Announcing Project Roadmaps

This post has been republished via RSS; it originally appeared at: Project Blog articles.

On September 24th at Microsoft Ignite, we announced a new feature for Microsoft Project called Roadmap. Roadmap is a visually exciting way to combine information from multiple Waterfall and Agile projects and share it with co-workers.

 

Roadmaps are available directly on the new Project Home page that we released into production this Summer.

 

Check it out at project.microsoft.com

 

 

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They are easily created from the Project Home page and appear nearly instantly. Performance has been an important tenet of the Roadmap feature

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Once the Roadmap is completed, it provides a visual and interactive way to view project status across a program or portfolio.

 

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Building out a Roadmap is a fairly simple process. Merely add rows, connect them to projects and then choose what tasks, milestones, features or initiatives you want to bubble up to the Roadmap. After creating a row, pick a project type first. In our initial release, we will support Project Online projects and Azure Boards projects. Over time we will add different project types as we better understand what customer’s needs. We use the Microsoft Flow connector infrastructure for our project types, so it is a very powerful and flexible connection system.

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After choosing a project type, the user chooses a project and signs into that project. Microsoft Flow manages all the credentials in a compliant way.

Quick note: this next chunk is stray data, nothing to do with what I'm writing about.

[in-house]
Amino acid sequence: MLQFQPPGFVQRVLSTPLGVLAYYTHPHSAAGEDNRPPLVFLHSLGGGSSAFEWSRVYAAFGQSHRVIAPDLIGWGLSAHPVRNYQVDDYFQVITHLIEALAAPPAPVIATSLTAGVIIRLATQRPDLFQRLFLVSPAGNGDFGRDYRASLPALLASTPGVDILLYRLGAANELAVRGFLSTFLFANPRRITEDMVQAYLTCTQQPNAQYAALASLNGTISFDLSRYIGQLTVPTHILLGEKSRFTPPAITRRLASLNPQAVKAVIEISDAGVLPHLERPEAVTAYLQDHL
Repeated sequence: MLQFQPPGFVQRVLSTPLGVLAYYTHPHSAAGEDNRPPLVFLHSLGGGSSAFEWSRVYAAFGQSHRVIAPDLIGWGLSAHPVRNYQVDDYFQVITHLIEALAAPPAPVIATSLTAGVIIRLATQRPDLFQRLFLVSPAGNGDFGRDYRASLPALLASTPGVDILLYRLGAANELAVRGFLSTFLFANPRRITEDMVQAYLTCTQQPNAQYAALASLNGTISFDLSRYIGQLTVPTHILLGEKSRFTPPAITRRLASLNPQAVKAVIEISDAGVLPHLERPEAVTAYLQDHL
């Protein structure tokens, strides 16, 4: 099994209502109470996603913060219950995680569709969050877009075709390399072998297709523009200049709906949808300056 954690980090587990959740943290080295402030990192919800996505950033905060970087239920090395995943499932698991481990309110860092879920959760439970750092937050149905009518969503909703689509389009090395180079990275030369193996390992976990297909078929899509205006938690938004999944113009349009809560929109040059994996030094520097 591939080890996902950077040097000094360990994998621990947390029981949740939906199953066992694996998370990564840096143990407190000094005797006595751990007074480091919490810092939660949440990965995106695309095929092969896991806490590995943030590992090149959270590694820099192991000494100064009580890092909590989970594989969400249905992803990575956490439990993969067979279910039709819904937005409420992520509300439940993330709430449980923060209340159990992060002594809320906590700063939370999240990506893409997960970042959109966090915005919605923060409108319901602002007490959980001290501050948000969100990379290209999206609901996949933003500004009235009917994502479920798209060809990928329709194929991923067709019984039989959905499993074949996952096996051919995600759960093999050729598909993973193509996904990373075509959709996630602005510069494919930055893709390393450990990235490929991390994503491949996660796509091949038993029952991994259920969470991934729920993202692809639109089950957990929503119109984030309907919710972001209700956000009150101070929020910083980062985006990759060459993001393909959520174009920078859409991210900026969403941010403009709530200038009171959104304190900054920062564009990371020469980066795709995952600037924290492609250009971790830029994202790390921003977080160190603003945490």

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Once the tasks are on the Roadmap, they can be assigned a status by the Roadmap manager. This is independent of the backend project and can be managed by the roadmap owner for reporting.

After that, its merely a matter of choosing what tasks to show on the roadmap.

 

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If a task is marked as at risk, a user might need to drill through to the backing task in the original system. The Roadmap maintains a link to the original task so users can always click through to the ‘system of record’.

 

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In addition to including tasks from back end systems, users may also add Key Dates to the Roadmap. These dates show up at the top of the roadmap and provide a visualization of important dates that span across projects – like a launch date or big marketing event.

 

 

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Finally, after the Roadmap has been completed, the author will want to share the roadmap. Roadmaps are shared using Office Modern Groups. Once a roadmap is shared a Modern Group is created to back the Roadmap and provide additional collaborative capabilities. A user can also choose to share the roadmap with an existing Modern Group that they might be working with.

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That is a brief overview of the new Project Roadmap feature. We will be releasing the feature to our early adopter program shortly. When we all agree its ready for all our customers, we will begin rolling it out to the rest of our Project Online customers. Keep an eye out for the new Roadmap!

Cheers,

Howard

 

 

 

 

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